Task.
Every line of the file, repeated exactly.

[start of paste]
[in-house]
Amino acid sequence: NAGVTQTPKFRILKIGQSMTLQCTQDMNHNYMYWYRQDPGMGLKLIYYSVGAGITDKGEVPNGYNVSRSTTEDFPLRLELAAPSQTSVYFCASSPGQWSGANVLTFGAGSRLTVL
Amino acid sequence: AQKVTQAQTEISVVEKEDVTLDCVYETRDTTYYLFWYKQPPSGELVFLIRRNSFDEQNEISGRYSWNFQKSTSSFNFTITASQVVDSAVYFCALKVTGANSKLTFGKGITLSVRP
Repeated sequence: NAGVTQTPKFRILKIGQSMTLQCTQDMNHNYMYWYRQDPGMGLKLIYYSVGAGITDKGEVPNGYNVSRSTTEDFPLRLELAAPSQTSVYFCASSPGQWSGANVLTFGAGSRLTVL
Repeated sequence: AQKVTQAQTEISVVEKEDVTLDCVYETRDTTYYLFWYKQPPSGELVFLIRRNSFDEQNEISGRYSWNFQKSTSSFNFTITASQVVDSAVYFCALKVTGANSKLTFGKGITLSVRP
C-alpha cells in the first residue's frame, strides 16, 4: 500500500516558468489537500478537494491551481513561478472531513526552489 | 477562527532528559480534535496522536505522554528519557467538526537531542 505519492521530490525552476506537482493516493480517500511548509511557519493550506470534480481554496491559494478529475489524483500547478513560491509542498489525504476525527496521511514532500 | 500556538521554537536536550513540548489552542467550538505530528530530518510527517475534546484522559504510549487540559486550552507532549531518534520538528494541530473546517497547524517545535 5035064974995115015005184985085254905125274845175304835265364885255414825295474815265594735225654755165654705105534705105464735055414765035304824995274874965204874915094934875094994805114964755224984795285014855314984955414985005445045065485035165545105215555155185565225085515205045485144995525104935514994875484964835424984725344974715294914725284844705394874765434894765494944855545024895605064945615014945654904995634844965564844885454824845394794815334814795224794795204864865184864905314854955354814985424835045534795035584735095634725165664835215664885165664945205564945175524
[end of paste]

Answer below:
[in-house]
Amino acid sequence: NAGVTQTPKFRILKIGQSMTLQCTQDMNHNYMYWYRQDPGMGLKLIYYSVGAGITDKGEVPNGYNVSRSTTEDFPLRLELAAPSQTSVYFCASSPGQWSGANVLTFGAGSRLTVL
Amino acid sequence: AQKVTQAQTEISVVEKEDVTLDCVYETRDTTYYLFWYKQPPSGELVFLIRRNSFDEQNEISGRYSWNFQKSTSSFNFTITASQVVDSAVYFCALKVTGANSKLTFGKGITLSVRP
Repeated sequence: NAGVTQTPKFRILKIGQSMTLQCTQDMNHNYMYWYRQDPGMGLKLIYYSVGAGITDKGEVPNGYNVSRSTTEDFPLRLELAAPSQTSVYFCASSPGQWSGANVLTFGAGSRLTVL
Repeated sequence: AQKVTQAQTEISVVEKEDVTLDCVYETRDTTYYLFWYKQPPSGELVFLIRRNSFDEQNEISGRYSWNFQKSTSSFNFTITASQVVDSAVYFCALKVTGANSKLTFGKGITLSVRP
C-alpha cells in the first residue's frame, strides 16, 4: 500500500516558468489537500478537494491551481513561478472531513526552489 | 477562527532528559480534535496522536505522554528519557467538526537531542 505519492521530490525552476506537482493516493480517500511548509511557519493550506470534480481554496491559494478529475489524483500547478513560491509542498489525504476525527496521511514532500 | 500556538521554537536536550513540548489552542467550538505530528530530518510527517475534546484522559504510549487540559486550552507532549531518534520538528494541530473546517497547524517545535 5035064974995115015005184985085254905125274845175304835265364885255414825295474815265594735225654755165654705105534705105464735055414765035304824995274874965204874915094934875094994805114964755224984795285014855314984955414985005445045065485035165545105215555155185565225085515205045485144995525104935514994875484964835424984725344974715294914725284844705394874765434894765494944855545024895605064945615014945654904995634844965564844885454824845394794815334814795224794795204864865184864905314854955354814985424835045534795035584735095634725165664835215664885165664945205564945175524